If, like me, you’ve never played a game of dungeons and dragons in your life, there’s a good chance you have a vague idea of what it’s all about but have no idea how to play. Well, you’re not going to learn by watching Dungeon Masters. Smartly, this film doesn’t try to take the viewer through the rules of the game. Based on all the guide books that have been made to accompany Dungeons and Dragons, that approach could have potentially been the most boring thing to watch on screen. Instead it starts by giving a general impression of how the game play is framed and then takes us into the lives of three game masters who are passionate about the game and, to some extent, live it.
Scott is married, unemployed and trying to make it as a writer of fantasy novels. Early on he tells the story of how, when he started high school and the teacher asked what name each student preferred to go by, he said “My name’s Scott but you can call me Sherlock.” From then on you get a sense of how his social life has gone.
Richard is a game master who was run out of Florida when all of his players were lead to their death during one of his games. He took all their character sheets and they walked out on him; then he left the State. Now he’s only allowed to play once a month, as a promise to his wife.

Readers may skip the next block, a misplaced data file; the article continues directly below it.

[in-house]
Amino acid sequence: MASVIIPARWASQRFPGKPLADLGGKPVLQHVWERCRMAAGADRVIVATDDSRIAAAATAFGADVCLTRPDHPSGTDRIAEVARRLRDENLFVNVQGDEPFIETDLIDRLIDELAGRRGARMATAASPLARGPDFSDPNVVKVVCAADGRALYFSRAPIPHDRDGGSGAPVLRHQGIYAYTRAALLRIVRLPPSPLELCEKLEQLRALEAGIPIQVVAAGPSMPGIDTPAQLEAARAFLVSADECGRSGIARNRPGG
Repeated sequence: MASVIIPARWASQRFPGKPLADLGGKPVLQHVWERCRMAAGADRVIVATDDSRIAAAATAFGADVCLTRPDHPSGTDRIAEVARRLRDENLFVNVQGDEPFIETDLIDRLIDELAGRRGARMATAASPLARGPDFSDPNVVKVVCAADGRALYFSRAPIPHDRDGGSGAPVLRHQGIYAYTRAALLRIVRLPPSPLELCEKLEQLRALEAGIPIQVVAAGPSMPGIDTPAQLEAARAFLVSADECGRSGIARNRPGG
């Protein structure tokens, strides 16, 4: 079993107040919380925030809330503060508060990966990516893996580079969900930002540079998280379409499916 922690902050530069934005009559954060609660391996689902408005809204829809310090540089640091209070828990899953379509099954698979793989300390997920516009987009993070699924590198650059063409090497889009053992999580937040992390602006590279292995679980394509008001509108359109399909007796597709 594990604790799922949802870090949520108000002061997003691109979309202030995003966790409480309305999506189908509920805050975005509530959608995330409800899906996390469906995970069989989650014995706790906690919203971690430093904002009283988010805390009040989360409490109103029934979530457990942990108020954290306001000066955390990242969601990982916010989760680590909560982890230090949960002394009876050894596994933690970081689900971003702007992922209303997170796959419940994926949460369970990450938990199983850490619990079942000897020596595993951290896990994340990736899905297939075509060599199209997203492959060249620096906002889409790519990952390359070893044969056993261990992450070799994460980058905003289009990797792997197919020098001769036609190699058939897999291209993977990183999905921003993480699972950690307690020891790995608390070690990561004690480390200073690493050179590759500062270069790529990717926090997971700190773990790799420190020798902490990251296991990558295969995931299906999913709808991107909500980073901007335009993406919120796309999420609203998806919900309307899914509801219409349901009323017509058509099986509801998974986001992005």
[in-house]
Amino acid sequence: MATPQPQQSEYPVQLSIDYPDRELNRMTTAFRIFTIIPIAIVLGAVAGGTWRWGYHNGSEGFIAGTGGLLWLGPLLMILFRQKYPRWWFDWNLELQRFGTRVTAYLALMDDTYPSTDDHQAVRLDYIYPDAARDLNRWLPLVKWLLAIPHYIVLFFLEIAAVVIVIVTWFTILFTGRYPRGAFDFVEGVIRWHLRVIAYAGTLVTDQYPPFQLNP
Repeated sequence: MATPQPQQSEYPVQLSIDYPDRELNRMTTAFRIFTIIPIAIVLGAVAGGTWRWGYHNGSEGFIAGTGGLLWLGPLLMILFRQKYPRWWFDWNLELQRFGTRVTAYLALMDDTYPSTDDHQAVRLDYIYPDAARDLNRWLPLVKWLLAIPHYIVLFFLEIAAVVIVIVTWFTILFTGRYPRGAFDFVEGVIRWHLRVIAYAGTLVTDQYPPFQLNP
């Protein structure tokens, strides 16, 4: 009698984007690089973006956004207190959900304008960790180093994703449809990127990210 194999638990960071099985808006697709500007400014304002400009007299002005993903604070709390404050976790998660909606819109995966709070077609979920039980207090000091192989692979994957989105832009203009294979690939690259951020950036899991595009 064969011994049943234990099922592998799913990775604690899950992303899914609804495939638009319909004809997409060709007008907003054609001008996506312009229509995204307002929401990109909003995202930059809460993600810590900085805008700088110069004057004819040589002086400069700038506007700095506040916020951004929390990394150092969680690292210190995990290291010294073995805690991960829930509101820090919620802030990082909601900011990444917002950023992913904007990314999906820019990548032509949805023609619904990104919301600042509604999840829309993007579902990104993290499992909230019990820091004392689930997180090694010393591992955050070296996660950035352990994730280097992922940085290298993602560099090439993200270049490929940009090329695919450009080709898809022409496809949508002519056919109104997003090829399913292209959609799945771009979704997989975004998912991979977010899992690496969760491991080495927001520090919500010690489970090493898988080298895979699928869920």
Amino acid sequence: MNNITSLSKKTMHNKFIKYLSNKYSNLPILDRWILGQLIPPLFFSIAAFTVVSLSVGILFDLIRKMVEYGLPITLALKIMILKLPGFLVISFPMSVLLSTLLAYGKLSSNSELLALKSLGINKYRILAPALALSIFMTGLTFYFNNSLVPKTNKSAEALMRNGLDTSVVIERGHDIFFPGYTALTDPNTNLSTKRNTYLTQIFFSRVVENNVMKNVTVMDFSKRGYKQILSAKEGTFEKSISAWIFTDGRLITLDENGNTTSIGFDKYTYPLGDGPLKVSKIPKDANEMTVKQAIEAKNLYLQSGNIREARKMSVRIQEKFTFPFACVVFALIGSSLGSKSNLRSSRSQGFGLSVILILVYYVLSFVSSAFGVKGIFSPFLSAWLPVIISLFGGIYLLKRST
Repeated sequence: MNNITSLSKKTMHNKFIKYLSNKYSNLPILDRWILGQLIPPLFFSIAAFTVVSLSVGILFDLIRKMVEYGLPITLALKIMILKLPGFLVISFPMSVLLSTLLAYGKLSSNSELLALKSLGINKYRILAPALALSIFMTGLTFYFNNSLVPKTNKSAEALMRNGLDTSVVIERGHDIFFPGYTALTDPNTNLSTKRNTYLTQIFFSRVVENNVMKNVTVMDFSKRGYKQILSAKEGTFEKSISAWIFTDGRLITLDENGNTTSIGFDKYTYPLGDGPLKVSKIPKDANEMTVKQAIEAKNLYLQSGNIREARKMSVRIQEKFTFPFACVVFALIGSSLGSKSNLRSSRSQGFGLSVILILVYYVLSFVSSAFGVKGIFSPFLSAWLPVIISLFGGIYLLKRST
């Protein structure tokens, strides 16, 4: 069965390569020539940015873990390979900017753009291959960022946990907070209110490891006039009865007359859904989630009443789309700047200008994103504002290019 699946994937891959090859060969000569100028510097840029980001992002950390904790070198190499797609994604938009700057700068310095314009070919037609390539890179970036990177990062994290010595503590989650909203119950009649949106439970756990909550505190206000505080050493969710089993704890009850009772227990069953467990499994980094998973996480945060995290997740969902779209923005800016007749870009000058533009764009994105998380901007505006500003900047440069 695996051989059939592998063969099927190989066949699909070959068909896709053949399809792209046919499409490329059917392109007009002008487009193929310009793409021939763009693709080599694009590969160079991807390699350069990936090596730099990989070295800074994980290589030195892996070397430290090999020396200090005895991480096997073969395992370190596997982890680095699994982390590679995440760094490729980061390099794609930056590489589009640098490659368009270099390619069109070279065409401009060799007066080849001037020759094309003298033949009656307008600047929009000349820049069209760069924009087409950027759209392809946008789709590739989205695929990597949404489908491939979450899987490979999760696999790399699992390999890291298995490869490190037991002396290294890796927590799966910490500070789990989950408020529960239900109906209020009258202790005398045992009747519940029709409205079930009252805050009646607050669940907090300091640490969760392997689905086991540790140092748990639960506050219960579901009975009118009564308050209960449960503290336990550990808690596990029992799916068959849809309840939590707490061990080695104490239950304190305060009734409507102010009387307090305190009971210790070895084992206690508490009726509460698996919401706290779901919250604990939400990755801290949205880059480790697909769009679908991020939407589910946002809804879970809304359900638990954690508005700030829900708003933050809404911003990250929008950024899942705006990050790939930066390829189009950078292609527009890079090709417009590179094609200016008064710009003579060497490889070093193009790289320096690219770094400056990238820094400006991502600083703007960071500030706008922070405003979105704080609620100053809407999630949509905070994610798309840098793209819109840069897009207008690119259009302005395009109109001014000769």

Elizabeth is a dark elf. Through 80% of the film she is dressed in full costume: black makeup covering her arms, hands, neck and face, a long white-blonde wig and pointed ears. She has a sad background of abuse but her passion for D&D, LARPing (Live Action Role Playing) and online video games like World of Warcraft.
The three characters all serve the same role in D&D, but live very different lives. Each life is tinged with sadness, disappointment and regret, but there is hope and a lot of laughs throughout the film.
The highlight of films like this are the moments when the subjects get visibly emotive about their passion. In Dungeon Masters that moment is when Scott explains how he punishes his dice. (Hint: it involves the freezer, a hammer and lining up all your other dice to see what happens when you’re bad).
As an aside, if you like that kind of thing (and don’t mind watching seven minutes of profanity), check out Cannibal Corpse’s singer Corpsegrinder’s heated rant about his love for Warcraft.